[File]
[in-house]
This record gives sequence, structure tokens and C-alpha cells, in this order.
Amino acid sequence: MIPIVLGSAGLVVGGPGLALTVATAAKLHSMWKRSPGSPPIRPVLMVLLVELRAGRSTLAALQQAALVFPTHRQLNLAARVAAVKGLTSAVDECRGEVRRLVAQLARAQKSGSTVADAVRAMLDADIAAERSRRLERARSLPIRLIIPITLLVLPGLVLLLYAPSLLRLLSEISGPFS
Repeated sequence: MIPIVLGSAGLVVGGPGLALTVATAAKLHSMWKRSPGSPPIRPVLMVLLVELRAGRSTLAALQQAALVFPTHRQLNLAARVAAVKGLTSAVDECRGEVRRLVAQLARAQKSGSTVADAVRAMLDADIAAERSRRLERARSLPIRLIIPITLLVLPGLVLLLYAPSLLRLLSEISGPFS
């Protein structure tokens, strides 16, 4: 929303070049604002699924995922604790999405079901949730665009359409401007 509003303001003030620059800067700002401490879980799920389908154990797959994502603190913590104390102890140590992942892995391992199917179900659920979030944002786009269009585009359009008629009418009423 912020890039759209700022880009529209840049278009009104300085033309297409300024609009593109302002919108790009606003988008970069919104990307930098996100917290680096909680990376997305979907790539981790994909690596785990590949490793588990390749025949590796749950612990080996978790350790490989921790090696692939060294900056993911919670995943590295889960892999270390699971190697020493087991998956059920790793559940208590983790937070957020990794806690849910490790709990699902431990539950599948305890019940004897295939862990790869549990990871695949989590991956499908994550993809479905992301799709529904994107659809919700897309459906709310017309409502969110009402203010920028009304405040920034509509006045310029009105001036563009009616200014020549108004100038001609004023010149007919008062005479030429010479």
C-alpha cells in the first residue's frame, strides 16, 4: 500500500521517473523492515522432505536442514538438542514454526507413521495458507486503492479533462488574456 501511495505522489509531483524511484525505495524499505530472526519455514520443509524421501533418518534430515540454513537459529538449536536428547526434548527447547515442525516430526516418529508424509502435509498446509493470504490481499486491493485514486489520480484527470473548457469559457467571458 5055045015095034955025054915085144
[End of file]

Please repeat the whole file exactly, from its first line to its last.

[in-house]
This record gives sequence, structure tokens and C-alpha cells, in this order.
Amino acid sequence: MIPIVLGSAGLVVGGPGLALTVATAAKLHSMWKRSPGSPPIRPVLMVLLVELRAGRSTLAALQQAALVFPTHRQLNLAARVAAVKGLTSAVDECRGEVRRLVAQLARAQKSGSTVADAVRAMLDADIAAERSRRLERARSLPIRLIIPITLLVLPGLVLLLYAPSLLRLLSEISGPFS
Repeated sequence: MIPIVLGSAGLVVGGPGLALTVATAAKLHSMWKRSPGSPPIRPVLMVLLVELRAGRSTLAALQQAALVFPTHRQLNLAARVAAVKGLTSAVDECRGEVRRLVAQLARAQKSGSTVADAVRAMLDADIAAERSRRLERARSLPIRLIIPITLLVLPGLVLLLYAPSLLRLLSEISGPFS
């Protein structure tokens, strides 16, 4: 929303070049604002699924995922604790999405079901949730665009359409401007 509003303001003030620059800067700002401490879980799920389908154990797959994502603190913590104390102890140590992942892995391992199917179900659920979030944002786009269009585009359009008629009418009423 912020890039759209700022880009529209840049278009009104300085033309297409300024609009593109302002919108790009606003988008970069919104990307930098996100917290680096909680990376997305979907790539981790994909690596785990590949490793588990390749025949590796749950612990080996978790350790490989921790090696692939060294900056993911919670995943590295889960892999270390699971190697020493087991998956059920790793559940208590983790937070957020990794806690849910490790709990699902431990539950599948305890019940004897295939862990790869549990990871695949989590991956499908994550993809479905992301799709529904994107659809919700897309459906709310017309409502969110009402203010920028009304405040920034509509006045310029009105001036563009009616200014020549108004100038001609004023010149007919008062005479030429010479």
C-alpha cells in the first residue's frame, strides 16, 4: 500500500521517473523492515522432505536442514538438542514454526507413521495458507486503492479533462488574456 501511495505522489509531483524511484525505495524499505530472526519455514520443509524421501533418518534430515540454513537459529538449536536428547526434548527447547515442525516430526516418529508424509502435509498446509493470504490481499486491493485514486489520480484527470473548457469559457467571458 5055045015095034955025054915085144